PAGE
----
First off, if there was ever an album that you should not listen to with your grandma, Jim Norton’s Despicable is it.
This is Norton’s third album, and out of a total twenty seven tracks on the album (each bit moves pretty quick) fifteen tracks contain a word in the title that if this wasn’t the internet, would get me in trouble. So it’s safe to say Jim Norton isn’t planning on doing any Disney Channel specials anytime soon.
That being said if you are looking for a crude comedian who doesn’t disappoint Norton is as reliable as a Trojan condom. And no that wasn’t a reference to him kind of looking like a penis, though the resemblance is there…just saying.
Despicable continues the true to form comedy that Norton built his success on, lots of cursing, raunchy material, and boundary pushing topics. However, what makes the material successful is that amidst all of the vulgarity, it’s Norton’s nerdy innocence that makes it all likable. His unsureness about himself and his acceptance of inferiority makes the tidal wave of profanity from his mouth come out endearing instead of abrasive.
A lot of the vulgarity and shock comedy is derived from stories of wanting to rape a penguin, filming people committing suicide from the Golden Gate Bridge, or gross out tales (like a woman who was so fat and lazy she fused to the couch).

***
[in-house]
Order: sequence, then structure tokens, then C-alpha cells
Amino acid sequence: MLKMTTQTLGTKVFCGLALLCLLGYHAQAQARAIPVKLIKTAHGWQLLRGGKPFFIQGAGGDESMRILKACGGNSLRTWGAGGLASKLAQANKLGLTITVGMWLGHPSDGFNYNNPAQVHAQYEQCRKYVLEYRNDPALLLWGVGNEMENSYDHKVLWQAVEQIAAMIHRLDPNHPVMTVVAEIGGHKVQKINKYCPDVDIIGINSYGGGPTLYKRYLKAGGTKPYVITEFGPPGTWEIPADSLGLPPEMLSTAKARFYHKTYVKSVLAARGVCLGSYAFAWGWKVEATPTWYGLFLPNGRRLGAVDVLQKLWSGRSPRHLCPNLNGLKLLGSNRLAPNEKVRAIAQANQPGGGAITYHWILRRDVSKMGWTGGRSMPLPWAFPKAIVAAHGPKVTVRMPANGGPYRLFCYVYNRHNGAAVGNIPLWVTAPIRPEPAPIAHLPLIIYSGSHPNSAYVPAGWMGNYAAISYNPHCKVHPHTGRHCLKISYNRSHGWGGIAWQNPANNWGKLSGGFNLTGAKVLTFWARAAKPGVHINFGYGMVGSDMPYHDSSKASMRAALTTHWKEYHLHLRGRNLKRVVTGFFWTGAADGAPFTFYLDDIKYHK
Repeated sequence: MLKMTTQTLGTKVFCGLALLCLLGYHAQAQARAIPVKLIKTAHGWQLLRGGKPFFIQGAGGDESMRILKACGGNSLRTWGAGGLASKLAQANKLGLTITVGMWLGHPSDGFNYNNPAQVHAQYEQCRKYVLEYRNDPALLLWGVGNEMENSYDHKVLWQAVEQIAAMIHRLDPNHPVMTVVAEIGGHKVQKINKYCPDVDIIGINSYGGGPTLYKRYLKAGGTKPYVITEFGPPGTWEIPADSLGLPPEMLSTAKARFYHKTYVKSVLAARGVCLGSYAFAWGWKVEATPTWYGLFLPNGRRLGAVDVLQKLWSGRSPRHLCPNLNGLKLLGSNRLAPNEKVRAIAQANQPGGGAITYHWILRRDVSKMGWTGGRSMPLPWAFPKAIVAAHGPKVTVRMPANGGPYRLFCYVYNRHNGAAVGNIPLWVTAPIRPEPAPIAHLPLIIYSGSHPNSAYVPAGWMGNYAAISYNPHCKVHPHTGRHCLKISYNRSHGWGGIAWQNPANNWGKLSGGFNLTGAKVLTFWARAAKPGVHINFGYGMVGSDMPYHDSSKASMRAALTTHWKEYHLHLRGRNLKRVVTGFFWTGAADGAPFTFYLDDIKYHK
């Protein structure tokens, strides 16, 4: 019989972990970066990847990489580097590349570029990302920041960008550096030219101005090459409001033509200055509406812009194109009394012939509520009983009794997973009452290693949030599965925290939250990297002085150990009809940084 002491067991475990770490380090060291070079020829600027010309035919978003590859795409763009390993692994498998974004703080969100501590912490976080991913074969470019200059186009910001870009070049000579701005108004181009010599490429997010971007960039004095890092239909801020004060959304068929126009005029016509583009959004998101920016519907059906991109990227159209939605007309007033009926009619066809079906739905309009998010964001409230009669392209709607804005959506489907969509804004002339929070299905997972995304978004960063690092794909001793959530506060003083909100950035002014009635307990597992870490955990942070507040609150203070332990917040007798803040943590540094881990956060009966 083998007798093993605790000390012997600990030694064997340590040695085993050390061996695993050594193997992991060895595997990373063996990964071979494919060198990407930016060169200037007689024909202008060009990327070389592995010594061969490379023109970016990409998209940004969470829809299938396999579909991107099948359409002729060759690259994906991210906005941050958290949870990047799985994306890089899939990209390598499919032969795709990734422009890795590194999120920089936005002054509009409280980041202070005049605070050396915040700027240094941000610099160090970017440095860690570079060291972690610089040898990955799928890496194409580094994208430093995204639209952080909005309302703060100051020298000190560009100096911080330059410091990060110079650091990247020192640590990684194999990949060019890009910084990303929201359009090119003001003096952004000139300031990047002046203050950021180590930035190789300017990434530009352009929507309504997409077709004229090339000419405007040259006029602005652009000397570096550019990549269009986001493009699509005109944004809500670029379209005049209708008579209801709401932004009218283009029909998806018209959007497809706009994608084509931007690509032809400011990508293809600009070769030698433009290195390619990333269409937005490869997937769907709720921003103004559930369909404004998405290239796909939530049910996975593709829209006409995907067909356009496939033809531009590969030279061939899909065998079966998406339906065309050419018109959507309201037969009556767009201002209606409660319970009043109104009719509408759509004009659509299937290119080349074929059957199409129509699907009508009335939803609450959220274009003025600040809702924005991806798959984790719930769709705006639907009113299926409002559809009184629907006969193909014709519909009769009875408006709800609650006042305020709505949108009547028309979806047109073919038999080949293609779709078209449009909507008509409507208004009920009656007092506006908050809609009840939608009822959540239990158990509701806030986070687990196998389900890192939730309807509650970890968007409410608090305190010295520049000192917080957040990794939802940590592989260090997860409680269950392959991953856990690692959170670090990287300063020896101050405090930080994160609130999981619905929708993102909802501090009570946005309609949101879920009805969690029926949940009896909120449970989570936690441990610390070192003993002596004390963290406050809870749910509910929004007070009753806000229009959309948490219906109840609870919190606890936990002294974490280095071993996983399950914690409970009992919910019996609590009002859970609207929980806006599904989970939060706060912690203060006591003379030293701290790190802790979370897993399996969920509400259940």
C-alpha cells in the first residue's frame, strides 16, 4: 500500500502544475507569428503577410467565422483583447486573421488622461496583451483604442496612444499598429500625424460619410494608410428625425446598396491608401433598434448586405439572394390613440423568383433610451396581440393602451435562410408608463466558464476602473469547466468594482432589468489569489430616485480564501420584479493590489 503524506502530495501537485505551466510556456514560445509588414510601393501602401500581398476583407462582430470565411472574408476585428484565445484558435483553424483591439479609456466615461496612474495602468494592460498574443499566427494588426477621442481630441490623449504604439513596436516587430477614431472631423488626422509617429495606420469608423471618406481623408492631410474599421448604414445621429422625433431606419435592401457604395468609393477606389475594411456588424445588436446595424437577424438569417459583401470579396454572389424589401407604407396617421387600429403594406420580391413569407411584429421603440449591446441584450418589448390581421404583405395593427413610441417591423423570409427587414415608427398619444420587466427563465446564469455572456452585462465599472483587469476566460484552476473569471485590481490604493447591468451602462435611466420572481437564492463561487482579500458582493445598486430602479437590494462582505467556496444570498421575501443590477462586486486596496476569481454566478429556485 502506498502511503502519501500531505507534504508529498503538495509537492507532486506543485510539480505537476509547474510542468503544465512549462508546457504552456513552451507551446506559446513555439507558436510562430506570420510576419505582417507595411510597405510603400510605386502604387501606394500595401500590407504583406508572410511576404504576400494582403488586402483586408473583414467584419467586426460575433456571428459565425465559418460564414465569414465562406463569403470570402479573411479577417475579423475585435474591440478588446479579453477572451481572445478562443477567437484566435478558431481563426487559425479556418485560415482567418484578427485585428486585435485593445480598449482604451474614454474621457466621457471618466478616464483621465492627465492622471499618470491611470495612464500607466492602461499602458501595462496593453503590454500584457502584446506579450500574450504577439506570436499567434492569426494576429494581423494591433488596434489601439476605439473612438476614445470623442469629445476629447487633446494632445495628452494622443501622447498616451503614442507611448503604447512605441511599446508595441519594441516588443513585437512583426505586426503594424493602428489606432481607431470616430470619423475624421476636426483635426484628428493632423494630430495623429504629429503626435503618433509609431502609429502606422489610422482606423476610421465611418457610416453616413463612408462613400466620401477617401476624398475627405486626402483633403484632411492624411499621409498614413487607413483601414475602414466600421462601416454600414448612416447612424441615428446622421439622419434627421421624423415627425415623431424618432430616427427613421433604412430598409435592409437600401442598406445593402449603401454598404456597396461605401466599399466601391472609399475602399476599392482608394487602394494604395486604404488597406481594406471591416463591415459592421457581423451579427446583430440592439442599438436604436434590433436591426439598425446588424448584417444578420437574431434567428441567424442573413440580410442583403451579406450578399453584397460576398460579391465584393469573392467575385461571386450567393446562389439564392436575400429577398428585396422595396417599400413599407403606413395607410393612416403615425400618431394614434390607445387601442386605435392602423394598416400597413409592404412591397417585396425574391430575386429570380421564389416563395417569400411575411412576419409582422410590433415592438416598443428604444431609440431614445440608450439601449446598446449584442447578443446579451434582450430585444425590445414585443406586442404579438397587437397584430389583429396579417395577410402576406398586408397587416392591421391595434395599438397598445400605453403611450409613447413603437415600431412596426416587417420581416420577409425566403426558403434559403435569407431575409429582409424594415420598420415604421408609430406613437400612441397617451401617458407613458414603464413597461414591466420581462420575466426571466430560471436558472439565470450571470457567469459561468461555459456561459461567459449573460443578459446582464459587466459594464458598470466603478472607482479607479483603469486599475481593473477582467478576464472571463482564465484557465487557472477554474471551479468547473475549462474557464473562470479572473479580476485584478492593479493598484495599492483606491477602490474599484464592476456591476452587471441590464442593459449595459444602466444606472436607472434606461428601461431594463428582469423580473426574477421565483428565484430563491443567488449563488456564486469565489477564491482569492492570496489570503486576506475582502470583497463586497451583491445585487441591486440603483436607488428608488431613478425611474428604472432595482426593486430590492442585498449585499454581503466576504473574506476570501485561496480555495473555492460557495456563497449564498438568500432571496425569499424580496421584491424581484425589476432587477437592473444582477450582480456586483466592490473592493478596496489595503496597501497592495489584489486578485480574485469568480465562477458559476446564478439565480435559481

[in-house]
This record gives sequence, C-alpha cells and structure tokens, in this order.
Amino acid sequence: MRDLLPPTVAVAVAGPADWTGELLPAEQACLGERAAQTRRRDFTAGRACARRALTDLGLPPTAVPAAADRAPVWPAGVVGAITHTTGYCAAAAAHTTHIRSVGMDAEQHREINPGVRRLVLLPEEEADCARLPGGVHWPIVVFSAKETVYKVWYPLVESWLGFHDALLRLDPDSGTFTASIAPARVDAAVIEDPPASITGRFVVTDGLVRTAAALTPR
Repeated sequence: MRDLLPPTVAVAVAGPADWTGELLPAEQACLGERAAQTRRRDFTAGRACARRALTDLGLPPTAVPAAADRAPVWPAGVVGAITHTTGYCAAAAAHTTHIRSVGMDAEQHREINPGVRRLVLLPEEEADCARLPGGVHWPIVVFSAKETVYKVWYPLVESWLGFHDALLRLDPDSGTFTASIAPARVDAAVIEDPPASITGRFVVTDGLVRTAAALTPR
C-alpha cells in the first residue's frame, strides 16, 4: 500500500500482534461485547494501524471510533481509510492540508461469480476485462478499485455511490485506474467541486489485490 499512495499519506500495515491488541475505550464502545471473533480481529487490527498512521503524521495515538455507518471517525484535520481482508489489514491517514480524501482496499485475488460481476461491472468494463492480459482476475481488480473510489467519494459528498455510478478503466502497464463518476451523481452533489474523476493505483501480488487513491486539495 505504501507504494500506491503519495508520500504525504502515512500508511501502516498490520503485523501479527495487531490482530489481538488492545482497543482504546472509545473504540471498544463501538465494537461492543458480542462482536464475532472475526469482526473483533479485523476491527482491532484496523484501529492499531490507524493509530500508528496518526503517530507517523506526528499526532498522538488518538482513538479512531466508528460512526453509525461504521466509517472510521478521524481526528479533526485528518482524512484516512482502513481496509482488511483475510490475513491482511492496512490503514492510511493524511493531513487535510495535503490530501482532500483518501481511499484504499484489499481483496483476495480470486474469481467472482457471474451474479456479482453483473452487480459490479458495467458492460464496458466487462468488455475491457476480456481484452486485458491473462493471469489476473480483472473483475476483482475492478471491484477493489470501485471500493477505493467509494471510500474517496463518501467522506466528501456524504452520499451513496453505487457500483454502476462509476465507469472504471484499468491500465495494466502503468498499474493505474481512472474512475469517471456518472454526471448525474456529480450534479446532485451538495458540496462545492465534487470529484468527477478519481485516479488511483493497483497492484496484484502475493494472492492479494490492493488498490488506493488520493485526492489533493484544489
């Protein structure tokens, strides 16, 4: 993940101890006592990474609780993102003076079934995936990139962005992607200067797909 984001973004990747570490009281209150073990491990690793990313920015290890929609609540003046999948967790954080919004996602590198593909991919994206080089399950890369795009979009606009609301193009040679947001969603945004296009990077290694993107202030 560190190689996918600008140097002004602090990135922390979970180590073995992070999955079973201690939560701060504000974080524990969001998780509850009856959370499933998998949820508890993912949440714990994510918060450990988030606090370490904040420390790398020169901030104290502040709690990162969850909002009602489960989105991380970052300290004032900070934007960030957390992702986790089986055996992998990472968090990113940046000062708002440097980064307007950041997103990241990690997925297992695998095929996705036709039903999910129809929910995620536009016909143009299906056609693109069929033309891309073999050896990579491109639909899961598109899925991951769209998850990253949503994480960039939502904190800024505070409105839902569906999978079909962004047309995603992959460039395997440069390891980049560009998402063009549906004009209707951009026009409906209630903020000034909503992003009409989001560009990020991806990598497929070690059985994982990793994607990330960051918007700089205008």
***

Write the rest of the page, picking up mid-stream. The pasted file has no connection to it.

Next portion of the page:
What stands out more however is Norton’s sincerity and adept storytelling when it came to his personal stories. An avid autograph collector, his bit about meeting Laura Bush and getting her autograph was interesting and possibly his least vulgar (which is still pretty filthy). Similarly, his story about meeting porn legend Ron Jeremy was told with the authentic enthusiasm of a fan meeting his idol and not just an excuse to tell some big dick jokes (which he does do).
In fact the moments of the album that I was most annoyed with was when Norton strayed away from his engrossing story telling and just devolved into the occasional deluge of profanity or “cutesy” words to contrast the swearing.
Despicable is an incredibly solid album provided you are not the easily offended type. At age 42 this is an incredibly pivotal album for Norton. No longer the young comedian who can gross out audiences, I am actually impressed with his ability to be charming and endearing and not rely on gross out and swear words entirely. Just don’t expect him to stop doing it anytime soon.